Mara Suttmann-Lea

Research Interests: American Political Development, Political Institutions, Campaigns, Election Law, Political Participation

Dissertation Title: Convenience at a Cost: The Unintended Consequences of Early Voting

 Dissertation Committee: Daniel Galvin (chair), James Druckman, Traci Burch, James Mahoney

Dissertation Description:

My dissertation, entitled “Convenience at a Cost: the Unintended Consequences of Early Voting,” finds that the adoption of no-excuse early voting—an ostensibly small institutional reform—has had a transformative effect on the dynamics of campaigns in the U.S. and the legal grounds on which elections are contested. Early voting is often studied for its effects (or lack thereof) on voter turnout. Departing from this approach, I argue the significance of this reform is not only to be found in its relationship to voter turnout but in how it has reshaped the broader dynamics of election campaigns in the United States. These effects—overlooked in existing literature—only become explicable when one views the process of institutional change and adaptation by political actors across multiple states over a long stretch of time. I use comparative-historical methods and quantitative analysis to investigate how these actors—campaigns, party organizations, and interest groups—adapted to the adoption of early voting in six American states since the 1970s: Washington, California, Texas, Wyoming, Wisconsin, and Ohio. I show how, despite considerable variation between these states, the same institutional reform has had remarkably similar effects on their elections process: raising the costs of campaigns, adding to their litigiousness, and politicizing election administration. The goal of this research, then, is to show how early voting has become a central feature of American political development whose impact is clearly evident today.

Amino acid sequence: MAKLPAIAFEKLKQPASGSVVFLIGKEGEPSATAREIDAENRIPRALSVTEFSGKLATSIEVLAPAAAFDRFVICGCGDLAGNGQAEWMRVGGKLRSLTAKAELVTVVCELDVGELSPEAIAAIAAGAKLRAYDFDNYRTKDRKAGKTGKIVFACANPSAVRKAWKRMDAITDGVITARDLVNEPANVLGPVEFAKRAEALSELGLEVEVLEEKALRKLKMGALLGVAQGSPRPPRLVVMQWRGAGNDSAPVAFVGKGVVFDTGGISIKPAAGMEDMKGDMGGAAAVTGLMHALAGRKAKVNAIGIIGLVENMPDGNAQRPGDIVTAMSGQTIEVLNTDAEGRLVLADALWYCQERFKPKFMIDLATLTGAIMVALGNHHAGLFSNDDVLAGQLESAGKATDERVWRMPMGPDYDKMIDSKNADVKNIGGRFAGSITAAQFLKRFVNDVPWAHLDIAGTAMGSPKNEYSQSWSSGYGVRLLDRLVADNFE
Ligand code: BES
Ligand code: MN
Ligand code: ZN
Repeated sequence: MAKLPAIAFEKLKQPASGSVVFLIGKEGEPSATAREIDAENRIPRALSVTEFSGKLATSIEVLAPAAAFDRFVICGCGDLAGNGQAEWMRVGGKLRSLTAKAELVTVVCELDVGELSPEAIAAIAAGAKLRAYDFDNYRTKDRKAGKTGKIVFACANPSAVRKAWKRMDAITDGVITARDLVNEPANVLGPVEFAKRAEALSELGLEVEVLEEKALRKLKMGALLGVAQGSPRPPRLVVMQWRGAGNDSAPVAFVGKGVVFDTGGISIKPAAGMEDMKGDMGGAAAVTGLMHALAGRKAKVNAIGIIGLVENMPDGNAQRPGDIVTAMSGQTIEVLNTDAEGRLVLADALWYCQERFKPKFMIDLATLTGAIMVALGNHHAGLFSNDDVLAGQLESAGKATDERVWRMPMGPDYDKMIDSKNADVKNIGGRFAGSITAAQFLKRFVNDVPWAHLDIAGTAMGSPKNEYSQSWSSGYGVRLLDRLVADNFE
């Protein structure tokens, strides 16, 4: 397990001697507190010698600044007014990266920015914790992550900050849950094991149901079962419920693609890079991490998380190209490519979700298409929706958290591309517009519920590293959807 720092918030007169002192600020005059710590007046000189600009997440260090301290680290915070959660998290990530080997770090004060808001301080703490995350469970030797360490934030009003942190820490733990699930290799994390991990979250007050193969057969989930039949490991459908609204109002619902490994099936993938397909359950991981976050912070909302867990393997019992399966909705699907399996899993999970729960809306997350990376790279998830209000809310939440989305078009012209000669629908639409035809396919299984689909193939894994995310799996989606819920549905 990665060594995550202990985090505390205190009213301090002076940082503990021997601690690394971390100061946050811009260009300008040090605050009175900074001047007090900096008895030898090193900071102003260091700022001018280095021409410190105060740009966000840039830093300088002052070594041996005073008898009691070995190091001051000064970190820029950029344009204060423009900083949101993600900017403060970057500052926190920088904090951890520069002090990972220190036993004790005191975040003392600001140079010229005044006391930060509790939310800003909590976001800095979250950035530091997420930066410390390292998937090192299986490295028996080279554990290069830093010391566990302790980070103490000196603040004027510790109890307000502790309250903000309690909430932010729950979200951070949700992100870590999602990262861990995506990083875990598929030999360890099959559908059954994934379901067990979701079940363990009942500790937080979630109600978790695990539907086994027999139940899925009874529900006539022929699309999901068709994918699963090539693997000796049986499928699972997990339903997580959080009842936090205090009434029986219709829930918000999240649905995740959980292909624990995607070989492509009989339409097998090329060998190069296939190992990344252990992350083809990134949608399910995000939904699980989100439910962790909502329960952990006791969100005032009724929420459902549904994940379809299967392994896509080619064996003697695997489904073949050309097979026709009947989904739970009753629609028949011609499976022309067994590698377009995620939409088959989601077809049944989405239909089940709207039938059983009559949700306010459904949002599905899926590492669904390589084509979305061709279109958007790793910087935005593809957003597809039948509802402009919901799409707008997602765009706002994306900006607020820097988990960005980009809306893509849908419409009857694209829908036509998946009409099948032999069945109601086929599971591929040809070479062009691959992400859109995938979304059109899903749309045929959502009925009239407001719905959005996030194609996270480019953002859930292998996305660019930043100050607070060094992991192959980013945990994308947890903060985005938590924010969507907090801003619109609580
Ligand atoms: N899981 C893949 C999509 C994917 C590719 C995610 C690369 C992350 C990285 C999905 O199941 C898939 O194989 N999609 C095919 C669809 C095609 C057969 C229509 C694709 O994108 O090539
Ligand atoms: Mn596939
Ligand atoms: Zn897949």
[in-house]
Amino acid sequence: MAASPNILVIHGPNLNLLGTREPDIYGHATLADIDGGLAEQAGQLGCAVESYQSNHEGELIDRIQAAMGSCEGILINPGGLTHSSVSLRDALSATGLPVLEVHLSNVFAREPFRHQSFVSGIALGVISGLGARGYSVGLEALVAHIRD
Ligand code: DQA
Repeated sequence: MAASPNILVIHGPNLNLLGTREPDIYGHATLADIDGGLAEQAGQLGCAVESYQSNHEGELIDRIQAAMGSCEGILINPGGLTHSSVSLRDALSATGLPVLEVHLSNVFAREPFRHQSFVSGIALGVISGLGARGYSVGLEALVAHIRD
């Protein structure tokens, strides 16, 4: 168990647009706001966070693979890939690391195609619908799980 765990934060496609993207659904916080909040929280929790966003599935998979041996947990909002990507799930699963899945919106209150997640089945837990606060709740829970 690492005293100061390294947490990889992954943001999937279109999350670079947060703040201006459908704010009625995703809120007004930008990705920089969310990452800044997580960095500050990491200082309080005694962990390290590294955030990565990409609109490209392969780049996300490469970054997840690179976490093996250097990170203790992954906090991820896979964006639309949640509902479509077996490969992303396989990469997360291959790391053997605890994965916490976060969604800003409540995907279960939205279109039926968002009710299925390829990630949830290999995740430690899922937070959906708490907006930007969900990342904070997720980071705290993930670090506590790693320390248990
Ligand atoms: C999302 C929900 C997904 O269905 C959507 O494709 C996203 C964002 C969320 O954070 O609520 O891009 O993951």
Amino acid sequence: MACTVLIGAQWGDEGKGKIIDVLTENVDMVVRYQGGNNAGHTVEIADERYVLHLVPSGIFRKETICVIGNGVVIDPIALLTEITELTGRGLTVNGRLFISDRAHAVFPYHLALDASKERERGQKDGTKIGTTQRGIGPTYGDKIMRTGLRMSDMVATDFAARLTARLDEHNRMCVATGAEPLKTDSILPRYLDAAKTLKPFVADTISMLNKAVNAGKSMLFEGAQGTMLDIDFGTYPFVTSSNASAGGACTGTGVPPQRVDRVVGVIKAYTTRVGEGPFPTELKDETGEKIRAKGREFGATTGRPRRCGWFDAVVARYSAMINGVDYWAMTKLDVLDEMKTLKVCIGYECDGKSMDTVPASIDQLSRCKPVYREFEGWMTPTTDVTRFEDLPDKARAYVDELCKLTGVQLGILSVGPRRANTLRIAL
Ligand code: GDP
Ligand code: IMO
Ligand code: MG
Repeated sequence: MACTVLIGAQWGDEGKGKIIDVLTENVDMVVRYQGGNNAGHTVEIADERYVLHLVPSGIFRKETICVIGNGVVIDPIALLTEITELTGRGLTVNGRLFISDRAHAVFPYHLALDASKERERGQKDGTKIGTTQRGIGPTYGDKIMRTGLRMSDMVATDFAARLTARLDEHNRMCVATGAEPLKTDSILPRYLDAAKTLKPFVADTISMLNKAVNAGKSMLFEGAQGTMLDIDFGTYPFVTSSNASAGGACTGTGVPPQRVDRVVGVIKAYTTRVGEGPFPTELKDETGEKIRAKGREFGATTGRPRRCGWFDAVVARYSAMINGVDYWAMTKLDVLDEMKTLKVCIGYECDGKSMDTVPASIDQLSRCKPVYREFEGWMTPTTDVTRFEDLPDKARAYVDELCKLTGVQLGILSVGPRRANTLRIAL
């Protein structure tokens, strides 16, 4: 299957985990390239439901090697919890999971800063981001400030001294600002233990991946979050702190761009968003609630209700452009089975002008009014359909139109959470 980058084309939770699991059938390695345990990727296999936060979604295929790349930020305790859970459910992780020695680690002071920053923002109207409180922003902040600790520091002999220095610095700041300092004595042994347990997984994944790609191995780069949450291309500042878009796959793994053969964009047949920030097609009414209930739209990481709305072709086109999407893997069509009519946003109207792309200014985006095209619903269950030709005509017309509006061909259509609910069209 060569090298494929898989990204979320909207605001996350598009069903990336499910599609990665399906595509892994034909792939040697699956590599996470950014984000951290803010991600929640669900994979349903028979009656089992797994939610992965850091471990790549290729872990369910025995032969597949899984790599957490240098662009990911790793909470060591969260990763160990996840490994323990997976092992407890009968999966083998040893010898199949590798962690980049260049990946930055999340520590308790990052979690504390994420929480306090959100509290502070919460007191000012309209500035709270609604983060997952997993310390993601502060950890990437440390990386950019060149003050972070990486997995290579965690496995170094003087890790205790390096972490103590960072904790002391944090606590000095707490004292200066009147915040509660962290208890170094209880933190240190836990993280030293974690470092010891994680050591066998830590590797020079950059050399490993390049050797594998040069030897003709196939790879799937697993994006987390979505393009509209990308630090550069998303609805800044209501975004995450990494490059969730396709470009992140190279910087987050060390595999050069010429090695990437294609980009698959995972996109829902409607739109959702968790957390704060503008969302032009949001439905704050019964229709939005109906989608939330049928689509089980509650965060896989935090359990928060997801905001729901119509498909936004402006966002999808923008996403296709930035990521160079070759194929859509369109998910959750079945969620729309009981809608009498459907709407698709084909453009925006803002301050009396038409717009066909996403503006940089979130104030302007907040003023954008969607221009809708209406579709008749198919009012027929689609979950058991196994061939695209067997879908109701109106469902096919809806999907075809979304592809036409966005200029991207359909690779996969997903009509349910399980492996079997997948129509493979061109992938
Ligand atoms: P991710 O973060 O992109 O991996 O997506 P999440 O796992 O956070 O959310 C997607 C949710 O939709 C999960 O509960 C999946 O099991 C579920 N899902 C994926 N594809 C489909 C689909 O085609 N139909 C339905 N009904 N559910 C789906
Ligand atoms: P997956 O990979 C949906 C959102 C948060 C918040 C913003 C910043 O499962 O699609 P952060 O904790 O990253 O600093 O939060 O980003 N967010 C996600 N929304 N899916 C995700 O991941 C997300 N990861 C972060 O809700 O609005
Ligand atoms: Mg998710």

Methods Training Grants Awarded by Northwestern University:

The Institute for Qualitative Methods Research at Syracuse University (2014)

The Institute for Survey Research at the University of Michigan ($2187, 2012)

Research Grants:

Minar Memorial Summer Award ($1000)

Northwestern University Graduate Research Grant ($2524, 2015)


Northwestern University Fellowship (2011-2012, 2014-2015)

Teaching Awards:

Nominee for the Weinberg College Outstanding Graduate Student Teacher Award